Open Society Justice Initiative and Committee on the Administration of Justice called the attention to the important relationship between article 21 and the right to access to information guaranteed by article 19 and stressed that the basic principle was that access to information was necessary in order to enable individuals to exercise their right of peaceful assembly. The second set of recommendations concerned the use of undercover agents and other forms of surveillance to infiltrate groups engaged in peaceful assembly, as well as the use of online or digital surveillance. The Committee should make clear the standards that applied to assessing the unlawfulness or arbitrariness of surveillance in the context of assemblies.
Privacy International encouraged the Committee to develop its analysis on how the use of technologies such as facial recognition cameras, “International Mobile Subscriber Identity” or IMSI catcher, and social media intelligence affected the right of peaceful assembly. The use of such technologies had a chilling effect on the exercise of the right of peaceful assembly since it challenged the possibility to remain anonymous during demonstration, while the way the technologies were being operated often lead to indiscriminate surveillance. In many cases, there was a lack of adequate regulation on their use at national level often because the police classified the technology as “overt surveillance”, therefore not attracting the level of scrutiny of “covert surveillance” techniques.
Human Rights House Foundation stressed that assemblies, rallies, peaceful protests and pickets could be particularly targeted by the authorities if these conveyed dissenting messages and opinions or were organised by members of those deemed to be in “opposition” to those holding power. Besides receiving administrative and criminal sanctions in connection with legal restrictions on the holding of assemblies, organisers and participants were subjected to intimidation, harassment and assault. Such sanctions could even occur in advance of an assembly, so as to stop an assembly before it begun. Protections of freedom of assembly therefore begun well in advance of an assembly taking place.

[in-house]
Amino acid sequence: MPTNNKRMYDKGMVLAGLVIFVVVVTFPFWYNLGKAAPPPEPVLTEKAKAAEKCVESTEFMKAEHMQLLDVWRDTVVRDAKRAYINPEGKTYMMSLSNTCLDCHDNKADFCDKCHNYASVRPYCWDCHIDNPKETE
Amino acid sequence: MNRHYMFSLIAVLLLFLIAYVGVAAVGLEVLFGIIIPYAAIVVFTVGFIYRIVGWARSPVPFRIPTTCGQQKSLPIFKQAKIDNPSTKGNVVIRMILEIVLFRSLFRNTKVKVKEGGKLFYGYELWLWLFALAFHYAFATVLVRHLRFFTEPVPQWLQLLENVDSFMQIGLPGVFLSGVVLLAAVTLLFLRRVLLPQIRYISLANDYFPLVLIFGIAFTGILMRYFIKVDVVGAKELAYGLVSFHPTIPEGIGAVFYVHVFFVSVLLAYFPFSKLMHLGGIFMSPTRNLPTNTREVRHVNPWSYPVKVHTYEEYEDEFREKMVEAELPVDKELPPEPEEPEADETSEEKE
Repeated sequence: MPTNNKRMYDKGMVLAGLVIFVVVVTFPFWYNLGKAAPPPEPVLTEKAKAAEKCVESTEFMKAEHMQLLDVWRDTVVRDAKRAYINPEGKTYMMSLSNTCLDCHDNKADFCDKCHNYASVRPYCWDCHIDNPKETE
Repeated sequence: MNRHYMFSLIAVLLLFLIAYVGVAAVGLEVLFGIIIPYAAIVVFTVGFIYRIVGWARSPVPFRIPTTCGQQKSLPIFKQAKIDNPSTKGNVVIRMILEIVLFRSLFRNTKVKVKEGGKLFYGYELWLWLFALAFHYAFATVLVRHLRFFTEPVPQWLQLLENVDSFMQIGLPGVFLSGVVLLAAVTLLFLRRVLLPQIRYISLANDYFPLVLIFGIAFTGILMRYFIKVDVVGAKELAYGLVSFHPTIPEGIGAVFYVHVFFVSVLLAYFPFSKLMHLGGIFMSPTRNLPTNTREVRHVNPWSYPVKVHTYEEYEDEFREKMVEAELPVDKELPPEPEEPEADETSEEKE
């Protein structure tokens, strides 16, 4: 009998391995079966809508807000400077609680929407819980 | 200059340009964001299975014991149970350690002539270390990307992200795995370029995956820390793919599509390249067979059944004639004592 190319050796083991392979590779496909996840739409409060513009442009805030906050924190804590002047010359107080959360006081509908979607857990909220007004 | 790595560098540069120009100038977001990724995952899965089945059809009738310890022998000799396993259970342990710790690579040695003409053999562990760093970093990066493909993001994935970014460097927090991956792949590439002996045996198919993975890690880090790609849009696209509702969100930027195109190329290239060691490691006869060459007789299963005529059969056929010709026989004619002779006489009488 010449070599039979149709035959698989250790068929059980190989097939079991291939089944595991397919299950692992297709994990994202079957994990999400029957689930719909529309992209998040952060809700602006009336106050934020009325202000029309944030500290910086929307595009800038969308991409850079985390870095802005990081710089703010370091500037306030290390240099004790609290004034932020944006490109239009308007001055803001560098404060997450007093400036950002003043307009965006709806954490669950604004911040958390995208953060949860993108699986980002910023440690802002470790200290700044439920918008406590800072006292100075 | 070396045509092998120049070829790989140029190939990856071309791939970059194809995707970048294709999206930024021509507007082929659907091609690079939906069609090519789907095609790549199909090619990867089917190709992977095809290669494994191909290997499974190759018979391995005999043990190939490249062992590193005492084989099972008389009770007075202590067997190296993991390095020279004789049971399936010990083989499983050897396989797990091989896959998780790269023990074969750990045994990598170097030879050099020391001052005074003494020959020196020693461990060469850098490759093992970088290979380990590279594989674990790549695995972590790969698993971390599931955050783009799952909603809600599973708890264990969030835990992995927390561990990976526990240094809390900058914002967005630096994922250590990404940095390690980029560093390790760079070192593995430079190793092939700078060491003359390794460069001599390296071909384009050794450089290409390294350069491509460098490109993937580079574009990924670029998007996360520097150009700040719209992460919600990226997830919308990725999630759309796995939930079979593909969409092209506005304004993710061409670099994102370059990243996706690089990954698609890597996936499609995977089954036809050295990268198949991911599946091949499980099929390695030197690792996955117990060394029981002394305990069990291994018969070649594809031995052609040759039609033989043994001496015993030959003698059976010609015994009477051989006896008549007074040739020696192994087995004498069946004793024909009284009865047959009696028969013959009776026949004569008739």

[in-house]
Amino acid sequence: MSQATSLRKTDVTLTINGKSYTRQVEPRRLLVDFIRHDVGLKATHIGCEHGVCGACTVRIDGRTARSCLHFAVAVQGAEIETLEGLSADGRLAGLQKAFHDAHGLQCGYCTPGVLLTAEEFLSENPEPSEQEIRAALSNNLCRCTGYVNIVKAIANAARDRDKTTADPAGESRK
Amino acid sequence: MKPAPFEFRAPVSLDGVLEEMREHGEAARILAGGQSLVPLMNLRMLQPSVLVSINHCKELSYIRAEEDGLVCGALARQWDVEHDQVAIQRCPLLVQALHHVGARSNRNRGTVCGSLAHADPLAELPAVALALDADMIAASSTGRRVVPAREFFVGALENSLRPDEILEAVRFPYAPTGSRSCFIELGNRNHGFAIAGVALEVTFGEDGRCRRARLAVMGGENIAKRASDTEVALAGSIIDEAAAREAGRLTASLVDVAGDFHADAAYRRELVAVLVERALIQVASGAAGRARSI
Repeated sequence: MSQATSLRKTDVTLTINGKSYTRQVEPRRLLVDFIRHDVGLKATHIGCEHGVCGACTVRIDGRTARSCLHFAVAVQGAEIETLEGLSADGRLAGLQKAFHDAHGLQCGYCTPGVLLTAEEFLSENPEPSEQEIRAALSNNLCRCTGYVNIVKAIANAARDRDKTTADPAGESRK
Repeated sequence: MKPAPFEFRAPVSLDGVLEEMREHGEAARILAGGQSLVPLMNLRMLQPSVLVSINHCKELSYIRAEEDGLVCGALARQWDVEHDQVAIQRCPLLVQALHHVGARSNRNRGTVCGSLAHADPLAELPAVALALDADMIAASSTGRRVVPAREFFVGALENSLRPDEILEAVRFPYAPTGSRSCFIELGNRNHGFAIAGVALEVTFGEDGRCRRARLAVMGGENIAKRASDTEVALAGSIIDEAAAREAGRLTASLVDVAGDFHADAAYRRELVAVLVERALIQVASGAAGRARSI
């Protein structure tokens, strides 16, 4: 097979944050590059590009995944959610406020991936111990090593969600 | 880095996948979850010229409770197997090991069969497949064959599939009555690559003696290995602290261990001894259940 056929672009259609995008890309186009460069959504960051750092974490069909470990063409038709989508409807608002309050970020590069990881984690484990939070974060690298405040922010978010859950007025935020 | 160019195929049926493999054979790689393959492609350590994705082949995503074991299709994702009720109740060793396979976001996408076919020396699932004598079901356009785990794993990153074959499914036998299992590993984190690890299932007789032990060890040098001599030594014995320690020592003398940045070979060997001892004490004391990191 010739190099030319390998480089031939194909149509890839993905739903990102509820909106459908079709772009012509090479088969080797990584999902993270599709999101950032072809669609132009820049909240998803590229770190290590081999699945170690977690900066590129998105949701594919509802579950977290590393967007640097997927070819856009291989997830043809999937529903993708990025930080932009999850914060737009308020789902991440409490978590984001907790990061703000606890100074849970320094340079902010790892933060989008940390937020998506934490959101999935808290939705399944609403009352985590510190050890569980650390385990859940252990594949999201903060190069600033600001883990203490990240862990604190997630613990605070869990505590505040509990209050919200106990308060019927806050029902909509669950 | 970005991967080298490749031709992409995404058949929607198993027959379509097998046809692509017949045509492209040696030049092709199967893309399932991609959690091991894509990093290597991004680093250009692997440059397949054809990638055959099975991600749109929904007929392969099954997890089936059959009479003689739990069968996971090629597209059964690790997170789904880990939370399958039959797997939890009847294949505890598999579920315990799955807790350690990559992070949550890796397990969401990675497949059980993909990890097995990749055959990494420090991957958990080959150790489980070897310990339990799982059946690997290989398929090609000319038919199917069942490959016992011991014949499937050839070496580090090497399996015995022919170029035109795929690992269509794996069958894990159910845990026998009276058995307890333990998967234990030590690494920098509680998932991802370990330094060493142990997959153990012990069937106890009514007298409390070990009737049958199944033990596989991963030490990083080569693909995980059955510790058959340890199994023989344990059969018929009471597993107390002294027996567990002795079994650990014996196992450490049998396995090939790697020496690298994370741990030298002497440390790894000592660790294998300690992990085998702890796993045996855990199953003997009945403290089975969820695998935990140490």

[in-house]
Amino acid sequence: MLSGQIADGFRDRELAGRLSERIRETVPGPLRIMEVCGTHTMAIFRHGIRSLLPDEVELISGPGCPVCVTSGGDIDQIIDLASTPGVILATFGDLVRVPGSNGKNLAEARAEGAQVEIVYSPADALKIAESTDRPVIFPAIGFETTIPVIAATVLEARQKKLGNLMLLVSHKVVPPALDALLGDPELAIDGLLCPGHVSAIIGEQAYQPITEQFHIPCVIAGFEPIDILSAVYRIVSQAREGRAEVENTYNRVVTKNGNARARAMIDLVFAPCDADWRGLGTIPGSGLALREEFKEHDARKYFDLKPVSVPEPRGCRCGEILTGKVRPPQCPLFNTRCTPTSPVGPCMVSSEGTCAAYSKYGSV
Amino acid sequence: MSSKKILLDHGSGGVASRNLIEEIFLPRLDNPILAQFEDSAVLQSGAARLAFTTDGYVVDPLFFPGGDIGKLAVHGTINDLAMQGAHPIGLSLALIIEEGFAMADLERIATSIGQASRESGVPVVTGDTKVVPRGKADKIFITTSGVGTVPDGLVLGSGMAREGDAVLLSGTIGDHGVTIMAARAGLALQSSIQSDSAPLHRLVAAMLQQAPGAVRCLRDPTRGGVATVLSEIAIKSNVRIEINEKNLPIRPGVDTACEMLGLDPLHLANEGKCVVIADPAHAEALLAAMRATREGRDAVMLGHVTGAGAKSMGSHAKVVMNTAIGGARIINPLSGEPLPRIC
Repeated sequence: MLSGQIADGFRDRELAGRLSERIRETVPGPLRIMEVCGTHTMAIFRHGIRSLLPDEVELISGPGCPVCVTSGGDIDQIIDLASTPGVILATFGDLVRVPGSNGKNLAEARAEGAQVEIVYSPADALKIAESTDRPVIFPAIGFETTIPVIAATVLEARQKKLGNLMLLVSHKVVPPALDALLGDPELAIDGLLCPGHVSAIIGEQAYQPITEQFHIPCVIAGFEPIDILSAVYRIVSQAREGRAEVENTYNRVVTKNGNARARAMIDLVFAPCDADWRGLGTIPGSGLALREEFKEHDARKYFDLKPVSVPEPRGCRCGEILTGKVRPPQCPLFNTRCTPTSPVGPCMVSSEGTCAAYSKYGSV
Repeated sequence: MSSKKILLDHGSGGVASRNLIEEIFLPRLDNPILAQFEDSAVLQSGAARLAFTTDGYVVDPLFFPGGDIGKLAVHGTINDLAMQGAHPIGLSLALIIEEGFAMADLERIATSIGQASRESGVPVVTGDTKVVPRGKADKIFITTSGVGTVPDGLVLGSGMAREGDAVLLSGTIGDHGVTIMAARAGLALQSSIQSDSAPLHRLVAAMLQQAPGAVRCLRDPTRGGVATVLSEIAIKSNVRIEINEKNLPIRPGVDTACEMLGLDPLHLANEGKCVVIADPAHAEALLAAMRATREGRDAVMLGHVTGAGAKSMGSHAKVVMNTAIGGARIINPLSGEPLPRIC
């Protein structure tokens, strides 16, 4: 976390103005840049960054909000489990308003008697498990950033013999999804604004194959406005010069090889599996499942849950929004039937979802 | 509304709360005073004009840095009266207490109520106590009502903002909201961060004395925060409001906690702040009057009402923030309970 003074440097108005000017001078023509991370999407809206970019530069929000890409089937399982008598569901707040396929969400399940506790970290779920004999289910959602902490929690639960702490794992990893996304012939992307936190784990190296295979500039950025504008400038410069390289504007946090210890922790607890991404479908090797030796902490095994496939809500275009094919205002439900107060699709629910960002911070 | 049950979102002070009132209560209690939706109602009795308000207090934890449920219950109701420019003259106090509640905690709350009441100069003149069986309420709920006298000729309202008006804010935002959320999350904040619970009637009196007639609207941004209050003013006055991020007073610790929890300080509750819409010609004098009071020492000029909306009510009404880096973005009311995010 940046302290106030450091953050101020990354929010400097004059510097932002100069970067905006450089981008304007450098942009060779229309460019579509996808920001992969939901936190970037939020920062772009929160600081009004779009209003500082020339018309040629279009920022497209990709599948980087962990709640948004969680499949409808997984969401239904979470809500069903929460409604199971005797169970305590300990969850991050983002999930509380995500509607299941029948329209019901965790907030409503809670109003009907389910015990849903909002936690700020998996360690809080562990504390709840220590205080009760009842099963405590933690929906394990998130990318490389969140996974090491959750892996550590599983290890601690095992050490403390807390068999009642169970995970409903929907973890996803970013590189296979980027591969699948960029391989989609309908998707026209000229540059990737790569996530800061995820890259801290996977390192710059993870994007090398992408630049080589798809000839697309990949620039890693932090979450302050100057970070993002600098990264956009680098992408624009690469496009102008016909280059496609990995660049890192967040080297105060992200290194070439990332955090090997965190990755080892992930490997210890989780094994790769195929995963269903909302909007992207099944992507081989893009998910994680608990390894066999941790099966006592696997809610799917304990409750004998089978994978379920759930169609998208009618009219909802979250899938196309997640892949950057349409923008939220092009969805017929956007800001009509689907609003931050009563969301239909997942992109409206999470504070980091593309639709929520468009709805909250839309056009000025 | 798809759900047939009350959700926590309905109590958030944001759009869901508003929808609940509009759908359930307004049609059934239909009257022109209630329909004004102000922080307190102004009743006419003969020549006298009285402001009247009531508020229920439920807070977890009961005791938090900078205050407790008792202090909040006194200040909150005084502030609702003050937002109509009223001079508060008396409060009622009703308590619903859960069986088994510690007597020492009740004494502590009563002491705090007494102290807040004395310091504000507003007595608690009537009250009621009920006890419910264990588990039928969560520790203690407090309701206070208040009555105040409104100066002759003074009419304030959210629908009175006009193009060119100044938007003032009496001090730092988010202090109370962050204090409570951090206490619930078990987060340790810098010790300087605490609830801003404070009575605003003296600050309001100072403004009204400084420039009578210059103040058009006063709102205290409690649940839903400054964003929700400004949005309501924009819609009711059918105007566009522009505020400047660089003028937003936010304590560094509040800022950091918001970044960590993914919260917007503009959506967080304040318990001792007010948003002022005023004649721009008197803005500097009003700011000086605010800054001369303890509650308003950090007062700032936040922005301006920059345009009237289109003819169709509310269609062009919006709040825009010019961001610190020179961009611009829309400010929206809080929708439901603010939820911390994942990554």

MENA Rights Group stressed that the likelihood that an assembly might lead to violence should not be considered as a basis to restrict the right to assemble but rather as an element triggering an obligation for the State to facilitate the assembly by protecting its peacefulness. As for the means of dispersal, the general comment must highlight that any “less-lethal” weapon remained nonetheless lethal when used with the intent to harm or without any precaution to avoid harm. Also, the use of special forces with hybrid civilian-military status which were neither trained in law enforcement standards nor subjected to civilian and democratic control, should be considered in itself as a form of disproportionate use of force.
City of Amsterdam said that about 1,000 demonstrations were held in Amsterdam every year and that the City applied the four key principles to all of them, including that the purpose of the State was safeguarding freedom and ensuring freedom of assembly because it was simply the duty of a true democracy to do so. The principle of “hands off the content” meant that no judgements were made about the message of a demonstration, which meant not only accepting that people thought and said awful things but also actively protecting their rights to do so, within the boundaries of the law.
In the discussion that followed, Committee Experts thanked the stakeholders for their presentations that would enrich the Committee’s work on developing the general comment. The Experts asked for comments and explanations of the concept of “heightened protection”; surveillance and the use of body cameras in the context of producing a measure of accountability on behalf of law enforcement activities; the legal argument for separating individuals engaged in violence from other participants in peaceful assembly; and concrete examples of what an online or virtual assembly was in a way that distinguished it from the exercise of rights under article 19.